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Location: Gig Harbor, WA

PostPosted: Fri Oct 26, 2007 9:34 pm    Post subject: Reply with quote

Not at all, it's so simple it doesn't use any uncommon IC to make it work Very Happy It's also adjustable and I'm just troubleshooting it now. It seems to have problems with sudden resistance changes causing the capacitor store large voltages that can damage ICs (around 24v my simulator says). This only would happen if you have an extremely low load (I'm testing with 10 ohms) and suddenly disconnect it. The solutions that i can think of is to use a resistor or zener diode to drop the voltage to 9v again Rolling Eyes and I'm trying to use the same components so our friend doesn't have to have left over parts.

This circuit that I designed is so flexable, I'll test it myself and make a seperate post to explain how it works Razz

I'm also going to need to buy some Mosfets from my overpriced local Radioshack and find some wire to make a coil lying around
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Project_Nightmare
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Joined: 12 Oct 2007
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Location: Gig Harbor, WA

PostPosted: Sat Oct 27, 2007 10:38 am    Post subject: Reply with quote

I found how to prevent the spikes (quite a simple solution and I'm suprised that I never saw the circuit online), but another problem I found is the voltage drops. It's probably not going to be a problem since not many circuits loads have a resistance under 100 ohms Cool

I feel odd triple posting so I'm just going to add onto this one:
I'm not sure that my circuit is going to save power considering my most recent modifications require it uses 5 op-amps and needs several different voltages to funtion properly which i took care of with voltage dividers with high ohm ratings (they are used on the op-amps for reference, not to run) Rolling Eyes But it sure looks cool Twisted Evil
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Project_Nightmare
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Joined: 12 Oct 2007
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PostPosted: Sun Oct 28, 2007 4:04 am    Post subject: Reply with quote

If you want to look at a range of voltage regulators check here: http://forum.hackedgadgets.com/viewtopic.php?t=1508

Xed, if you want something simple, and from what I can tell, try the op-amp one. It's simple and will respond quickly to what ever load you hook up to it. (A pity that I didn't think of it sooner) Cool
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Xed
Newbie


Joined: 25 Oct 2007
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PostPosted: Sun Oct 28, 2007 9:39 pm    Post subject: Reply with quote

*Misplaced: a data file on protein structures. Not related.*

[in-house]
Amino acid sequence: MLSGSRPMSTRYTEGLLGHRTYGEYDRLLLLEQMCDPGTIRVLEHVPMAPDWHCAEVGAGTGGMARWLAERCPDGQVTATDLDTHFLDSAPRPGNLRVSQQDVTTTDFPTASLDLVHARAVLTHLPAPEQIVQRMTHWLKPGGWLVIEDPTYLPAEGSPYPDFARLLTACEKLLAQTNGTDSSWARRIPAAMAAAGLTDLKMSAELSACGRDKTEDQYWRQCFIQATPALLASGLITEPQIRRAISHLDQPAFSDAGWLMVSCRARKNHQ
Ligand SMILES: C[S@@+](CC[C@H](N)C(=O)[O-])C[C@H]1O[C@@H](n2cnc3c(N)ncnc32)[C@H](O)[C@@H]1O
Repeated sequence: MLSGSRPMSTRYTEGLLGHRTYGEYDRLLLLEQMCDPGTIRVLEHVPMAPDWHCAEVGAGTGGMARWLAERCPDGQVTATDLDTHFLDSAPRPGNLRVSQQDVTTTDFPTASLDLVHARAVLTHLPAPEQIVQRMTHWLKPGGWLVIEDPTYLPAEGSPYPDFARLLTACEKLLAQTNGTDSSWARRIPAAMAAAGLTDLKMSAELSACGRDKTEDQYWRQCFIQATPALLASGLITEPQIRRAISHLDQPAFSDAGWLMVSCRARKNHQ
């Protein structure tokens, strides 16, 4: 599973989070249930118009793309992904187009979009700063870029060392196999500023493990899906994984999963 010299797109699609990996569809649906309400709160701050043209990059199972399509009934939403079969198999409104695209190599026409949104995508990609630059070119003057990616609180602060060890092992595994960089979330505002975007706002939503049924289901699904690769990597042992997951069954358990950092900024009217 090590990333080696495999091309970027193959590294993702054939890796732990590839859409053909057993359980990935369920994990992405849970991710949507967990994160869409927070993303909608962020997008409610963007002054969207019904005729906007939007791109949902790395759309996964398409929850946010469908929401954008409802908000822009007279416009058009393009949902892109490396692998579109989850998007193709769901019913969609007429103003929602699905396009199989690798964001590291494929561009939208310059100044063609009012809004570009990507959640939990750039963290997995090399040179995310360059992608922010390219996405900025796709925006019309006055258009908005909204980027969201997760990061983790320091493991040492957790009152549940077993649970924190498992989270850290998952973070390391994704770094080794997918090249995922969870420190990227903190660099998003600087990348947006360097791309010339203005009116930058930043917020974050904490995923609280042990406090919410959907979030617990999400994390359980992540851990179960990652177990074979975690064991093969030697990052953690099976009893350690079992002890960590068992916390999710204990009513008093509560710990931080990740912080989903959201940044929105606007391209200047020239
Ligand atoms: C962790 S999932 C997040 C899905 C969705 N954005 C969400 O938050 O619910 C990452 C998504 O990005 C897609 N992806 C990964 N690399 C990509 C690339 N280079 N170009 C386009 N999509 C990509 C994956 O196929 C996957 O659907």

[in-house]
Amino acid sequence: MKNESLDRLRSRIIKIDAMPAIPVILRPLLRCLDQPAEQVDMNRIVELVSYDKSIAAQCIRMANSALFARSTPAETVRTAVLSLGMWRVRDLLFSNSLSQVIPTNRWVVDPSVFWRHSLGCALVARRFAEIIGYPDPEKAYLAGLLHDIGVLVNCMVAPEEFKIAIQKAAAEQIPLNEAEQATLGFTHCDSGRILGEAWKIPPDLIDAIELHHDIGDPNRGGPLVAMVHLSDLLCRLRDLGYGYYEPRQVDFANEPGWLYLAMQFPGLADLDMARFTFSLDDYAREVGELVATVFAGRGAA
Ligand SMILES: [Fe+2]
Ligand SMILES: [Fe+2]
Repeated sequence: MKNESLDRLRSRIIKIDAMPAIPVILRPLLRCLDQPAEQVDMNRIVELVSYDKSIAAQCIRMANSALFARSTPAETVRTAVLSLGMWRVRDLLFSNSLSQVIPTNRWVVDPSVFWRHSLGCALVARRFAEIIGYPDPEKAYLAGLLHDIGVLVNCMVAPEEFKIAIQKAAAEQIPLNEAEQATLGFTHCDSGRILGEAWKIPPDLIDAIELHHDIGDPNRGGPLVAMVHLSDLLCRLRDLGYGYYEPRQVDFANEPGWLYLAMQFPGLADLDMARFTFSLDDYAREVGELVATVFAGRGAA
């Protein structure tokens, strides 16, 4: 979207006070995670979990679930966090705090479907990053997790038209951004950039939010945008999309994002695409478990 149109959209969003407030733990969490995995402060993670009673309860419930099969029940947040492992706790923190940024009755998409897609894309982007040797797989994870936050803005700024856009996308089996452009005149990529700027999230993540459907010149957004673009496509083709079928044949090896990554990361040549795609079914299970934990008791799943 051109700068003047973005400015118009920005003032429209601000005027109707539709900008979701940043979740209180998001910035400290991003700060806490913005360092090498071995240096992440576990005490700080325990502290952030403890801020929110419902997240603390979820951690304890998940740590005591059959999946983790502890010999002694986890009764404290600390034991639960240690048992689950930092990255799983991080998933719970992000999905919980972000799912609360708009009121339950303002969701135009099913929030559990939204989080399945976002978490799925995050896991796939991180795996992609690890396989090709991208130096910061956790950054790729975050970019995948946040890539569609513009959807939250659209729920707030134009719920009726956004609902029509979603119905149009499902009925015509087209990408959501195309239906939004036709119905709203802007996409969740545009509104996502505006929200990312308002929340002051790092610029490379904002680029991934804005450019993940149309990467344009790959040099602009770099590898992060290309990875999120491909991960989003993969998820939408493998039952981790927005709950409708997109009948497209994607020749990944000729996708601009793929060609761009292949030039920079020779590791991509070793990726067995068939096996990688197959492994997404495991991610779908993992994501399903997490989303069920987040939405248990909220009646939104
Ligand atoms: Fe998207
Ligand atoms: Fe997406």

Thanks for the advise guys. Smile

@Project_Nightmare:

Will the Op-amp one waste energy? Because if it does, then I might as well as use an LM78xx Smile

Anyways, I repeat my earlier question: How do I use a buck converter, and exactly which IC and what components would I need?
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Project_Nightmare
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Joined: 12 Oct 2007
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Location: Gig Harbor, WA

PostPosted: Sun Oct 28, 2007 10:30 pm    Post subject: Reply with quote

Well, if you use a LM741 with a 10k potentiometer, the waste current is around 1.8 mA (this is including the voltage divider current usage). The datasheet for the LM78xx says that it can waste up to 8mA (Both without a load ofcourse). Like I mentioned in my article, a benefit of using my op-amp design is that it can be adjusted using a voltage divider.

The buck converter is a lot more complex than I first thought. First off, the circuit needs to adjust itself for any changes in load. This means it needs to drain the excess voltage generated from the inductor, spikes in voltage from resistance increases, and recover from drops when resistance decreases. Because of this fact, the circuit needs to continuously check the load.

My buck converter design is made with a lot of parts and will most likely use more current then the conventional linear regulators (LM78xx). So it would be better using a programmable PIC or AVR when it comes to simplisaty building, effiency, and voltage drop/spike adjustments.

If you want to buy vender buck IC for the regulation, you might face a problem considering the places I know that sell the chips don't sell them for 9 volts using a 12 volt supply. This means that you have to buy an adjustable one which would require more parts than the pre-set ones (refer to the device's manual for the parts). In addition, you need to know the max amp requirements for the device being connected.
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Turd
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PostPosted: Sun Oct 28, 2007 11:33 pm    Post subject: Reply with quote

Turd wrote:
This or this should do Very Happy


Those are both adjustable Very Happy


eric
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Project_Nightmare
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Joined: 12 Oct 2007
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PostPosted: Mon Oct 29, 2007 8:35 am    Post subject: Reply with quote

But mine is cheaper, simpler, and you can get the parts at a local electronics store like your local overpriced Radioshack Twisted Evil

And if anyone is interested in my semi decent buck converter, I will post a tutorial for how it works, but like i said in my previous posts, I'm trying to improve its quality Razz It will also require a lot of typing and time, which school hasn't given me yet